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    • Hi, Carol. You would have enjoyed Deano. He loved having a good time. And had a good time doing whatever he was doing! I thought Charlie would make it up to visit Linda and Hazel this summer, but he’s out of time, I think. You and Linda will have to come down to visit us, I reckon. Bring Hazel along too! 🙂 Thanks for stopping by to visit my blog, Carol.

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    • Ha-ha! I’m quite sure he thought so too, at the time! So did I and a few other girls… He spent a great deal of time on that sixties duck tail hairdo. He just happened to have the right hair for it. He was something of a clotheshorse then as you can see from the Madras blazer that was the in thing at the time. When he left his job in the market, he took off his watch, grew a beard and abandoned his closet full of ties. He wore jeans for the rest of his life. He had one blue blazer and one dress suit. I think he finally had to buy another blazer when he got fatter. I bought some fancy buttons for it later, but that was the extent of his adult wardrobe. He refused to go to a barber so I cut his hair for the rest of his life. By that time it was long and curly and not hard to cut. The photo in the frame is of us during the summer before we were married. I was eighteen and he was twenty-one. We were married the Christmas of my freshman year in college. We would have been married for forty-nine years at Christmas 2009. It was an interesting trip, Sylvia. Thanks for stopping by to visit, as always! 🙂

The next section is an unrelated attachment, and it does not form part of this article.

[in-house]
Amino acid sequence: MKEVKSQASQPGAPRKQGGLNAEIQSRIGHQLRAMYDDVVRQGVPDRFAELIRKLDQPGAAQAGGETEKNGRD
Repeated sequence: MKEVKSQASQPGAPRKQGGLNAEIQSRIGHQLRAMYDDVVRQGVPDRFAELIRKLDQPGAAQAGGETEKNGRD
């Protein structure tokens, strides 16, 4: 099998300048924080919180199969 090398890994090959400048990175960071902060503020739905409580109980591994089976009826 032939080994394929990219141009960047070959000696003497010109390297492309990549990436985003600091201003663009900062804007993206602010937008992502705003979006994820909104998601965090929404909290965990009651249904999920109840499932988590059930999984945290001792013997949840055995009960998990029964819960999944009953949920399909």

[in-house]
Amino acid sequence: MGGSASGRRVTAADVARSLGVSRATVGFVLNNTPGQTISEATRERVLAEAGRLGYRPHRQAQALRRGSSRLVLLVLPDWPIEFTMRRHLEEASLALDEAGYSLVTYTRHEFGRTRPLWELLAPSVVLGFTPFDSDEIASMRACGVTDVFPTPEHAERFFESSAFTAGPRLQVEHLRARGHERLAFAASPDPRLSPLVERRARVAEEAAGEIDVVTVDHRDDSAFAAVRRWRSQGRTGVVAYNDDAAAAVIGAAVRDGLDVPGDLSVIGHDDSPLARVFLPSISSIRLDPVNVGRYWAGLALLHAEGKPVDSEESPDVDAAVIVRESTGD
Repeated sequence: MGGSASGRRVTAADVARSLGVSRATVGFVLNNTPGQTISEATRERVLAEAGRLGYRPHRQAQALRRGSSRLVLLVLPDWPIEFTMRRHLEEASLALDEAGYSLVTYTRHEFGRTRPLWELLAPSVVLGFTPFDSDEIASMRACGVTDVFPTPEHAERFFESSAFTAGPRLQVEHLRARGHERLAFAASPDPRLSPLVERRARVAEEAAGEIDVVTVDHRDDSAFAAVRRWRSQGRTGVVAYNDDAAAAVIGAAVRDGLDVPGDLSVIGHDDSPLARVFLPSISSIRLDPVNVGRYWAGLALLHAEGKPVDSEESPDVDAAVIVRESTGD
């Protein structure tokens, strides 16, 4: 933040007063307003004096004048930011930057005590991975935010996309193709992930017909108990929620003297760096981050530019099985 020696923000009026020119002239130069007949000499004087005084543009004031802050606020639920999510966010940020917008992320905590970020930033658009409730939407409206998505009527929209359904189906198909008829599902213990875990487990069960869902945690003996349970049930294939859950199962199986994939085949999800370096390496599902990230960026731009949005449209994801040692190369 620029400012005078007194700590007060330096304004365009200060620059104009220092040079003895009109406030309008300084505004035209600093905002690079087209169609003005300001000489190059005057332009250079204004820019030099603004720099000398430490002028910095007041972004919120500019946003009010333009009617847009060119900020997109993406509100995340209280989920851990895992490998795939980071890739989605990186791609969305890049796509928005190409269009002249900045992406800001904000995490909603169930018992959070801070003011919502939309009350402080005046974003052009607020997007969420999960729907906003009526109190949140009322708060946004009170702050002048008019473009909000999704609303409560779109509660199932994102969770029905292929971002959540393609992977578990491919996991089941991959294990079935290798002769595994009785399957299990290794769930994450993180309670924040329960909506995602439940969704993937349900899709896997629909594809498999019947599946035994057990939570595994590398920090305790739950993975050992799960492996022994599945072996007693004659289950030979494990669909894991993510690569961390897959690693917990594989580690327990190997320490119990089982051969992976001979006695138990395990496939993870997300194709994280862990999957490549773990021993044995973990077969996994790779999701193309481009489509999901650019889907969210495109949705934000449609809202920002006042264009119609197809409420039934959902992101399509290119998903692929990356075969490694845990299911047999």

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    • Thanks, Scott. I adored that man for fifty years. And I laugh just about every day remembering something he said. That’s the benefit of having spent a lifetime with your partner! You eventually don’t know where you stop and he starts. 🙂

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  9. What a wonderful tribute to him, your love and life! Thank you for sharing him with those of us who did not know him. Charlie is beginning to look like the young Deano.

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    • Thanks, Jo Nell. Yes, Charlie resembles Kelli and Dean. He reminds me of Jeremy though in his expressions and the way he walks. Funny how family resemblances work. I was very fortunate to have met Deano and to have spent so many years with him. It was never dull around him! When do we get cooler weather??? Ha-ha! I knew we’d be lamenting the heat! 🙂